Waymo: Google’s Self-Driving Car Goes to Market, WIRED
Google’s Self-Driving Car Company Is Eventually Here
Google’s Self-Driving Car Company Is Ultimately Here
When Steve Mahan was a kid in the 1960s, his mother would sometimes wake him in the early hours of the morning to observe the hours of television coverage preceding the launch of the Mercury space missions. “We would hear about all of the preparations, all of the technology, everything that led up to these moments,” Mahan says. “And then we would count down 'till you eventually got to zero and ignition, and one of those rockets commences bellowing fire and smoke, and leisurely starts to creep away from the grapples. Then your thoughts always turn to the man in the capsule who's being shot off into space.”
Now sixty three and having lost his look, Mahan has become one of those capsule-bound explorers. In October 2015, he became the very first member of the public to rail in Google's self-driving pod-like prototype, alone and on public roads. No steering wheel, no pedals, no human on board to step in should something go wrong.
Google engineers say that Mahan's uneventful, ten-minute jaunt around Austin, Texas—which they talked about publicly for the very first time today—was a key milestone on the road to the news they're now announcing.
After eight years and two million miles, the tech giant is taking its self-driving car project out of X, its division dedicated to moonshots like internet-slinging balloons and delivery drones .
Beginning today, the drive for autonomy is called Waymo, a standalone company under the Alphabet corporate umbrella. And that means it's time to take the technology to market.
“We're a self-driving car company with a mission to make it safe and effortless for people and things to get around,” says Waymo CEO John Krafcik. What that means, exactly, is still an open question: Krafcik mentioned ridesharing, trucking, logistics, even selling individual use vehicles to individual consumers.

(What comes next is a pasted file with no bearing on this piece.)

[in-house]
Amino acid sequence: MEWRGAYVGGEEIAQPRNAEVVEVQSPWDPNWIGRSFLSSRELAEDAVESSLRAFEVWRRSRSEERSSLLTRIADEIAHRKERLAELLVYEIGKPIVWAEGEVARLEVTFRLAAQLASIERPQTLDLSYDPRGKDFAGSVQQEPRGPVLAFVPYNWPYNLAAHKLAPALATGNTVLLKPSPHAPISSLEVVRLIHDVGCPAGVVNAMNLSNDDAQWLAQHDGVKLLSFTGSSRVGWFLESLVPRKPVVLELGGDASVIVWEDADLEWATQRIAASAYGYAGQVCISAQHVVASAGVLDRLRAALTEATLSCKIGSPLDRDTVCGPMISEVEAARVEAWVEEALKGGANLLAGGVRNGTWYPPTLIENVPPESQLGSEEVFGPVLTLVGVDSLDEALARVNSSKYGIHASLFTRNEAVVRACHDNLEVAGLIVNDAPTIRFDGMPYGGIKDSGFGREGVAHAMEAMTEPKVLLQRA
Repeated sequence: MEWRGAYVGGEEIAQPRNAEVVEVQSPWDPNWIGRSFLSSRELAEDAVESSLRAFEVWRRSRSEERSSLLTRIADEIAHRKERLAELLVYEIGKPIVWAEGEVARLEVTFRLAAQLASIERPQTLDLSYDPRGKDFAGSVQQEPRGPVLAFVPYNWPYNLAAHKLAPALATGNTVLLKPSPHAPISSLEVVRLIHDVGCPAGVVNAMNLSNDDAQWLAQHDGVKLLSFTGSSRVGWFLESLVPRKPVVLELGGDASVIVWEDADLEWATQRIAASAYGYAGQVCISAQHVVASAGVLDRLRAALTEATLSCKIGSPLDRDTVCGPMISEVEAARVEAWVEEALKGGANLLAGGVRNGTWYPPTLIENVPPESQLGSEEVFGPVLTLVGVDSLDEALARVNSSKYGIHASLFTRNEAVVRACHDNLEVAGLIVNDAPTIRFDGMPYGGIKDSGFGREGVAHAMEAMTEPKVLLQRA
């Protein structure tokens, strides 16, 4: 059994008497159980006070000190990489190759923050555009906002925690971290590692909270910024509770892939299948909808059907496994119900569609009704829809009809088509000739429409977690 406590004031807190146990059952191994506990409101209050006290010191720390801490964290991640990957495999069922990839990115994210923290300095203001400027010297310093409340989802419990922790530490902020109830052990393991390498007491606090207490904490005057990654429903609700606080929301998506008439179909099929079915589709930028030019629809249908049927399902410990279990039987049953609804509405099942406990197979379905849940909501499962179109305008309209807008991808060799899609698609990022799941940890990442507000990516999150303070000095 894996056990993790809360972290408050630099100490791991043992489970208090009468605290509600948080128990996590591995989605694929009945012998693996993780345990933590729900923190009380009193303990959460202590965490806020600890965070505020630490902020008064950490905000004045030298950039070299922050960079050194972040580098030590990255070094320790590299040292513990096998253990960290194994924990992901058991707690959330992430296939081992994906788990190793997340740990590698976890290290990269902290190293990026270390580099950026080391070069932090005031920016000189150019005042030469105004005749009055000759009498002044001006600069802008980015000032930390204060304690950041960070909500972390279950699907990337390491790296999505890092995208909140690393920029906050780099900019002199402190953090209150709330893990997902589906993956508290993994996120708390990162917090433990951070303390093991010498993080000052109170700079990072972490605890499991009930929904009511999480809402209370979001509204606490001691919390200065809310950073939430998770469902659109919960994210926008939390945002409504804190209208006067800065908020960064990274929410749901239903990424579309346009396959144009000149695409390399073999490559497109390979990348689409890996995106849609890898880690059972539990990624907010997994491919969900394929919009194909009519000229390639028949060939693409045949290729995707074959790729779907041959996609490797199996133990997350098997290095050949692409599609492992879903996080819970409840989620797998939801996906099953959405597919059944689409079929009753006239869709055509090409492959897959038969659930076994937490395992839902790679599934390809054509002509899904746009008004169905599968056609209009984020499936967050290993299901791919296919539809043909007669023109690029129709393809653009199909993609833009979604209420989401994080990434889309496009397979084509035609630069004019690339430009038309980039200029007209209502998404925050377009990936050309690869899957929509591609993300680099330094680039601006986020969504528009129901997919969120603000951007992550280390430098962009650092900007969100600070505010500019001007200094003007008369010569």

Pushing Waymo into the real world is something of a catchup stir for Google. The company once predominated the conversation about autonomy, insisting it was possible years before most companies took it earnestly. But lately, that preeminence has faded. In the past year, Uber, Tesla, Baidu, Ford, and General Motors have announced aggressive plans to bring fully self-driving cars to market , with launch dates ranging from next year to 2021. Meantime, pressure to prove Google's X projects could produce on their promises mounted within the company , and a series of executives abandoned Google's project , including longtime technical lead Chris Urmson, who was reportedly unhappy with Krafcik's leadership.
As Uber and nuTonomy welcomed the public into self-driving cars in Pittsburgh and Singapore, respectively, Google's car team disregarded questions about how and when it would commercialize its tech. Reports claimed it was scaling back its ambitions . The effort commenced to look like an also-ran. Launching Waymo, at least in the public eye, puts the robot-car division back in the race.
Leading the Blind
Google has long pitched self-driving cars as a way to cut down on traffic deaths (more than a million worldwide every year) and as a instrument for those who cannot drive. It's an altruistic spin on an industry whose potential value Boston Consulting Group pegs at $42 billion a year by two thousand twenty five . So putting Steve Mahan in the car feels like a publicity stunt— look at our good deeds! —until you talk to the man.